Throughout my life, I have placed constant pressure on myself to exceed expectations. Even when I’m successful, I question my ability and knowledge. Imposter syndrome makes it nearly impossible to be confident in my academic performance and makes me fear judgment from the rest of the world. A part of me feels like I must outperform my classmates to be taken seriously. I can’t just coast on being average because I anticipate that people will question why I chose to major in math. Maintaining a high GPA is more than just a point of pride for me; it is the only defense I have against someone wondering, “Should she really be a math major if she isn’t super good at it?” 

These feelings of inadequacy persist despite the fact that I have honestly had a positive experience as a woman in STEM here at PSU. I feel fortunate that my professors have never treated me differently from any other classmate—specifically my male counterparts. My professors have encouraged and supported me, and never once have they said or done anything to make me feel like I don’t belong in a math class. 

Everyone wants to feel accepted in their field of study and line of work. I have realized that I will always question whether I am accepted as long as I continue questioning my abilities. At the end of the day, I chose to major in math because I love the challenge and I am good at it. I’ve decided to adopt the attitude that if someone doesn’t think I’m smart enough for math—well, that’s their problem.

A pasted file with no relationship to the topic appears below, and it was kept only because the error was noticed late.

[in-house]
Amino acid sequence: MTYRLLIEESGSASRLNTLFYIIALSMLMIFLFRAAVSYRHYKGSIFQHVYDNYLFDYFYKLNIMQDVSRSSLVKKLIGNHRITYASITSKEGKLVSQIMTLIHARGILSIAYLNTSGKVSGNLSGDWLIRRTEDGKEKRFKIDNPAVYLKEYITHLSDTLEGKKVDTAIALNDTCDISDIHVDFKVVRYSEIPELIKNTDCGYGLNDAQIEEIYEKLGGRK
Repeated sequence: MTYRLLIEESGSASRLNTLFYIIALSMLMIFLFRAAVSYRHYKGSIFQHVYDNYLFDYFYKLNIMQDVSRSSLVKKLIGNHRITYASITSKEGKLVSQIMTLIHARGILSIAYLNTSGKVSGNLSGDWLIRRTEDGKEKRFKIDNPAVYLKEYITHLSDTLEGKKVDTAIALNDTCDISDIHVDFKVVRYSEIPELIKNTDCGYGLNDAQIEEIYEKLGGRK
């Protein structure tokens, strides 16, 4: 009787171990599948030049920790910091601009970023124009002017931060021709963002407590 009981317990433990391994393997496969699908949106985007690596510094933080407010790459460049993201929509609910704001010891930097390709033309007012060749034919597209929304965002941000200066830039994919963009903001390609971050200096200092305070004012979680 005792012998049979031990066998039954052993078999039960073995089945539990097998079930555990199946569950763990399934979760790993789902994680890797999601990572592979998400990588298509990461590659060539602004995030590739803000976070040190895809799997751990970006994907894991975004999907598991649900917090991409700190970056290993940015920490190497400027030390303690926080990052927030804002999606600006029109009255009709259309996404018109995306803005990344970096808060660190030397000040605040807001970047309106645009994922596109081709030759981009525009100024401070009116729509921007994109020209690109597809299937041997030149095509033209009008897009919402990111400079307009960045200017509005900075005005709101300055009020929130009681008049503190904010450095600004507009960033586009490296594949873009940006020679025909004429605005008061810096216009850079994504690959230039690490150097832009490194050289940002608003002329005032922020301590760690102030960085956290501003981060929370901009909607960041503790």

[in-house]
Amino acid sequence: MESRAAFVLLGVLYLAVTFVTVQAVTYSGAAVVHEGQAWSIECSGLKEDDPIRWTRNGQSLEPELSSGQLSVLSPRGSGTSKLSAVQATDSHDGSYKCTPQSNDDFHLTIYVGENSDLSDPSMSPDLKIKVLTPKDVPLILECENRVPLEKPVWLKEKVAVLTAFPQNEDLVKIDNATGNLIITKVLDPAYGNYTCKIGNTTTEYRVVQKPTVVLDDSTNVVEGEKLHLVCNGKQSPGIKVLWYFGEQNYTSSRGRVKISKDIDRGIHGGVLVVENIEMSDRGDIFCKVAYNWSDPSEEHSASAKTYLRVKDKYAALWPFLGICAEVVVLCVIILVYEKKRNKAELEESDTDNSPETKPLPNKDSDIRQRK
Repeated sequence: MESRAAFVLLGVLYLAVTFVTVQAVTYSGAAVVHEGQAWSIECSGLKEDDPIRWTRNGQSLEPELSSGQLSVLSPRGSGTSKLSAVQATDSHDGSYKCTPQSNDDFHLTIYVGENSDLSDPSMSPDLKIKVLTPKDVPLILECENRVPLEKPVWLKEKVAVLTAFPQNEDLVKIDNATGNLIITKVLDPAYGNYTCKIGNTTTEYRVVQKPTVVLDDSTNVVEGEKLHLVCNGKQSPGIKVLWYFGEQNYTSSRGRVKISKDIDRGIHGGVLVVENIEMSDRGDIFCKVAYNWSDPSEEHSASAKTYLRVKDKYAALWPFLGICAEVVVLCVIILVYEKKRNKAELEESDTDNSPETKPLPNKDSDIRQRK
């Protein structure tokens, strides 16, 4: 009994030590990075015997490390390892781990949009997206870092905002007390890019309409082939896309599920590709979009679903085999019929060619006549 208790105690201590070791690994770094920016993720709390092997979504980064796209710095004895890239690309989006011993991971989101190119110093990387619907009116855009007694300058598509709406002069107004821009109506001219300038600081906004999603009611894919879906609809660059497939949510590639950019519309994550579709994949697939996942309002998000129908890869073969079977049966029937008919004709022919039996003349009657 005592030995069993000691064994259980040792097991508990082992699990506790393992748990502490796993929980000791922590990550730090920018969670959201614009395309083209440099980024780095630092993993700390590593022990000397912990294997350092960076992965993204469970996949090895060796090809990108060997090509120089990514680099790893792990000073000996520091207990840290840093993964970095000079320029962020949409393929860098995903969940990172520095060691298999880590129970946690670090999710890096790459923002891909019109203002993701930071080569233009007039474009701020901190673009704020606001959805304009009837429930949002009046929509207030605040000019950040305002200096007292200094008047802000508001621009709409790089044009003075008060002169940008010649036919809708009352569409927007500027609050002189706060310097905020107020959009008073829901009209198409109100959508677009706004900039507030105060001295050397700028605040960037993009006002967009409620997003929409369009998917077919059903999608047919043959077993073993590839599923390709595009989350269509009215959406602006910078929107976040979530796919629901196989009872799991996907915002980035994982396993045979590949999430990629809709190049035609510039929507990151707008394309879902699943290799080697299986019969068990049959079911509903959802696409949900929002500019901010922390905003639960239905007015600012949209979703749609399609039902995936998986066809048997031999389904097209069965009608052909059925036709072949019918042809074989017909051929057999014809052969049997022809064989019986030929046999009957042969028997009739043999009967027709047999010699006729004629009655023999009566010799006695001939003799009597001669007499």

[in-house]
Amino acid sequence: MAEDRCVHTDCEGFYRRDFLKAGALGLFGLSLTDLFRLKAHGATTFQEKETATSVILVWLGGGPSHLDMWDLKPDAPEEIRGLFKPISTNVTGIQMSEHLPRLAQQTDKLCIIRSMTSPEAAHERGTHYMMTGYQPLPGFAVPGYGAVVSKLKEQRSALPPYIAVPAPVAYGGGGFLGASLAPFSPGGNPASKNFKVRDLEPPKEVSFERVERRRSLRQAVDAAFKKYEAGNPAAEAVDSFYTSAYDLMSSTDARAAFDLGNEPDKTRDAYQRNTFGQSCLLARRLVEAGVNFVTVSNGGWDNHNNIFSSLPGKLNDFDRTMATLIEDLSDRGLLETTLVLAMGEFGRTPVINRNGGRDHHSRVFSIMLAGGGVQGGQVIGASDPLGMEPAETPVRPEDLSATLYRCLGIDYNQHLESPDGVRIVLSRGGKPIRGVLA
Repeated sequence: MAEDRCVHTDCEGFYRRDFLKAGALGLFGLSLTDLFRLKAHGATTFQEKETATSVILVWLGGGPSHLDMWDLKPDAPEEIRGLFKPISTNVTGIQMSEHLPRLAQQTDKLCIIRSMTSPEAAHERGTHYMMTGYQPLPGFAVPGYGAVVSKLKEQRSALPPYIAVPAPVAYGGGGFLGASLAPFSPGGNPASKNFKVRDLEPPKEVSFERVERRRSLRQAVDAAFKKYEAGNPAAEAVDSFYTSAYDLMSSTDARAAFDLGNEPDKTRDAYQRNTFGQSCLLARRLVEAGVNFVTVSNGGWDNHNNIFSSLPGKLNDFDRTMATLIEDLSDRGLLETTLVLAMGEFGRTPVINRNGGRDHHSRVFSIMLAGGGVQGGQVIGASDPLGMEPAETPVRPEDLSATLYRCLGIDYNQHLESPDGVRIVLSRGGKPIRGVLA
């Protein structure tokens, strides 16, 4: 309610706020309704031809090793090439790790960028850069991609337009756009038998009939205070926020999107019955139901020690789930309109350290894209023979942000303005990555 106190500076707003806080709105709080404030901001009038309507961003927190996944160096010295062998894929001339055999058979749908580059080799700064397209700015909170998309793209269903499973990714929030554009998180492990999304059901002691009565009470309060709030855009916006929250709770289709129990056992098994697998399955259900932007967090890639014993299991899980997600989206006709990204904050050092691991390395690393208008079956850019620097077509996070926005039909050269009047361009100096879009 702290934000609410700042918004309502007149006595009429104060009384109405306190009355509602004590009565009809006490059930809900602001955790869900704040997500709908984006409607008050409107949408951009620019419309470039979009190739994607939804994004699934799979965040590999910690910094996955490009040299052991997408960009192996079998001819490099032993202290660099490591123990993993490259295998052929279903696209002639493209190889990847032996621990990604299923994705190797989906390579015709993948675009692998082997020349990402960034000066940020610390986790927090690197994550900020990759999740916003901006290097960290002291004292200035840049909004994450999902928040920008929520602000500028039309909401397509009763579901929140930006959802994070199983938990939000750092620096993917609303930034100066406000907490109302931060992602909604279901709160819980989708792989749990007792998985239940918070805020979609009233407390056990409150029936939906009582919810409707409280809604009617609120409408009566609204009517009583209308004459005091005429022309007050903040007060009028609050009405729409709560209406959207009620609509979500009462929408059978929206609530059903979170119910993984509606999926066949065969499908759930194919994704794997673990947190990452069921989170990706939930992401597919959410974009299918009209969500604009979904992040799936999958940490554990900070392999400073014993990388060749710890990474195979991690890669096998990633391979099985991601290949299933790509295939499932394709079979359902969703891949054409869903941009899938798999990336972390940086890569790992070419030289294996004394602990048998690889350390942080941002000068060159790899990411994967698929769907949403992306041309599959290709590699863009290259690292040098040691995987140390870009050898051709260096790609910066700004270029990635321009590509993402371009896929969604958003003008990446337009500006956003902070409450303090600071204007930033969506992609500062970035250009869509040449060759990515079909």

Springtime in PDX

By Maya Young

It’s that time of the term again. Finals are right around the corner, assignment deadlines are looming, and the time slot to complete all of these tasks is decreasing with each passing day. Now here we are, nine weeks into winter term with only two more to go. For some of us, myself included, these upcoming weeks bring in an odd combination of stress and excitement as we look forward to the completion of a term but worry about the process getting there. To take some much-needed rest and decompress before spring term, here are some fun examples of what I like to do in Portland as it gets warmer.

1. Try new food

Portland is well-known for its food carts, and with so many to choose from, it is very easy to get out there and try new things. For me, I love some of the local food carts on-campus including Poompui Thai, Portland Gyro, and La Casita. 

2. Go to the Portland Markets

Portland has a large community dedicated to homemade goods, crafted products, and locally sourced ingredients. Two of my favorite markets are the Portland Farmers Market at PSU and the Portland Saturday Market down at the waterfront. For foodies who want to try new cuisines and get freshly grown ingredients, the farmers market is the place for you! The market at the waterfront is an excellent spot to listen to music, try new foods, and explore works from many local artists.

3. Take a hike

Portland has so many scenic hikes that are worth going on, and some are very close to campus! Take a trip to Council Crest, Washington Park, and even hike up to the Pittock Mansion. It’s great to take advantage of the nice Portland weather to explore what the city and surrounding areas have to offer.

Having a Pet in College

By Maya Young

In my initial years at PSU, I lived in the Ondine Residence Hall. With newfound independence of living “alone” (or rather with a roommate and not with my parents), I wanted to get a pet to keep me company. One of the major difficulties as an out-of-state student, however, is having to travel more to go home and visit family. Because of this, my parents advised me against getting a pet as I frequently took the bus to go home over long weekends. As this is my last year, I decided over the summer to finally get a pet; a little 10-week-old kitten named Bella. I have not regretted this decision and love her so much, but there are many considerations that should be taken before getting an animal.